Take the Stress Out of Traveling with a Disability

There’s no place like home – and that’s especially true for those of us who have mobility challenges, chronic diseases, etc. We have our daily routines down pretty well and all the adaptations and comforts we need on hand, from our wheelchair van to accessible showers to having a full-stock of medications.

As convenient and comfortable as home can be, we can still really benefit from a getaway….physically, psychologically and spiritually. Granted, it’s not easy to travel when you’re a wheelchair user. We all have our share of traveling horror stories….usually one that involves inaccessible destinations or equipment malfunctions. Many of you have probably run up against a “lack-of list” like the one below while traveling:

  • Lack of accessible airport transfer
  • Lack of wheelchair accessible vehicles
  • Lack of well-adapted hotel rooms
  • Lack of professional staff capable of informing and advising about accessibility issues
  • Lack of reliable information about a specific attraction’s level of accessibility
  • Lack of accessible restaurants, bars, etc.
  • Lack of adapted toilets in restaurants and public places
  • Inaccessible streets (cars parking on the sidewalk, etc)
  • Lack of disability equipment (wheelchairs, bath chairs, toilet raisers, electric scooters)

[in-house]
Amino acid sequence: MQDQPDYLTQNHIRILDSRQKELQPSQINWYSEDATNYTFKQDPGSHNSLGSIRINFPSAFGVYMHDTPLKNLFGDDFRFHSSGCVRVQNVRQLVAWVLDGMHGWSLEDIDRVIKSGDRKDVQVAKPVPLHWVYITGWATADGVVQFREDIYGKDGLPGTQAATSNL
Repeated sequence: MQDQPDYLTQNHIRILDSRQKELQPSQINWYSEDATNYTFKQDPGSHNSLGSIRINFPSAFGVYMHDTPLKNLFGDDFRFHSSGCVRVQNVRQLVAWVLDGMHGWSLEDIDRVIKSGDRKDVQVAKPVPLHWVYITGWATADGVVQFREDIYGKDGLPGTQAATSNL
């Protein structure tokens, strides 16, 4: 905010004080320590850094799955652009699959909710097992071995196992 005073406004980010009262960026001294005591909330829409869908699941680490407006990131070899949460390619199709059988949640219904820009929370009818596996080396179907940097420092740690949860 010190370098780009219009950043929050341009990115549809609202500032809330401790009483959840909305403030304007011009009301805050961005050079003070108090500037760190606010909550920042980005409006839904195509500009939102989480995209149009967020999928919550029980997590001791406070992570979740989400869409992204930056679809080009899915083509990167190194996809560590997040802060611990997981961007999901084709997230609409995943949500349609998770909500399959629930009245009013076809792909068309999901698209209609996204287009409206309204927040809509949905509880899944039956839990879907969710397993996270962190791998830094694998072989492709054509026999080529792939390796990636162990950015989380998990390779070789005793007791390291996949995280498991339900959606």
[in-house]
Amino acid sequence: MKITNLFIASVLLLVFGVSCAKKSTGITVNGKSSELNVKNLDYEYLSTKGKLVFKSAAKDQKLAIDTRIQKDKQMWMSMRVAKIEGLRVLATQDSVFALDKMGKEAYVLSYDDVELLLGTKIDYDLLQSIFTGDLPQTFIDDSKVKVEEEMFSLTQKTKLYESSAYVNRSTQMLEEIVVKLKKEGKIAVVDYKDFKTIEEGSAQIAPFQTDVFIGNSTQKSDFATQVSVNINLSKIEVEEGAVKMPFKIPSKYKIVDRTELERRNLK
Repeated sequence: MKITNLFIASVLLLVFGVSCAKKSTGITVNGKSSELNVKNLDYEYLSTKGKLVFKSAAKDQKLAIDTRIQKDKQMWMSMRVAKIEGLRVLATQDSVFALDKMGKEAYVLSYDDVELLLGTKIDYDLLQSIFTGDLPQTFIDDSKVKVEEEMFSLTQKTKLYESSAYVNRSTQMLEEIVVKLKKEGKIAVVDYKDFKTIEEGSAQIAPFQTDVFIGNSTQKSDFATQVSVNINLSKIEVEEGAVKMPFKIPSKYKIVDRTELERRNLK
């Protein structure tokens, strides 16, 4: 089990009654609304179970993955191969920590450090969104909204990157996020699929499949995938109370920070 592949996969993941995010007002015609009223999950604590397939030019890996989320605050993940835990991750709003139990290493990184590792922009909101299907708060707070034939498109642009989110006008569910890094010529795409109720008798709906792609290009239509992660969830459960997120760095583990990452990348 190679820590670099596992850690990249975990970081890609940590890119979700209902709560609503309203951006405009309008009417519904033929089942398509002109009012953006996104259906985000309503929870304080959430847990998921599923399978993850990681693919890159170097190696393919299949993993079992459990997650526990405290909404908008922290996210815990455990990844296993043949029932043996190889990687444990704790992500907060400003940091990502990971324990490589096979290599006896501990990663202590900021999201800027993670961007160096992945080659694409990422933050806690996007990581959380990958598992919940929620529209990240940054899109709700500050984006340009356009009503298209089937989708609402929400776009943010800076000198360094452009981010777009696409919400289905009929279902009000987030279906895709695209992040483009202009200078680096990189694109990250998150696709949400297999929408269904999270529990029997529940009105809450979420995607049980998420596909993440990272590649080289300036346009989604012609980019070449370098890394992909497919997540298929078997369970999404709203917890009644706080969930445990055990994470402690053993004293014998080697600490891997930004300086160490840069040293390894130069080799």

Doing a little homework ahead of time can save the headaches that these “lack ofs” can cause. Personally, I like to stick to traveling by road to avoid airline transfers and unreliable public transportation. If you’re fortunate enough to have an accessible van (like my Braun Entervan!), you’re halfway there already! Some of my favorite places to visit are state and national parks, many of which have accessible paths. I’ve had some wonderful trips to botanical gardens, museums and even an amusement park or two as well.

If you’re looking for some tips on safe, accessible travel that’s a little more outside the box, it’s best to hear from someone who’s been there before. I’ve found a few helpful websites that allow me to do just that. Disabled-World.com has a practical section on traveling with disabilities, including a list of the most common challenges us wheelchair users face and how to prepare for them so they don’t sideline your vacation. Another terrific site…AbilityTrip.com, which polls travelers with disabilities on the most accessible places to travel and has lots of insider feedback, tips and suggestions.

Wherever you go and however you get there, I hope you take the time to get out for a while. Change is good, and memorable experiences are what life is all about…even when it alters your comfortable routine! Make the necessary preparations, ask for some help, and listen to the people that’ve been there before…you’ll figure out everything you need to make your next trip one for the memory book!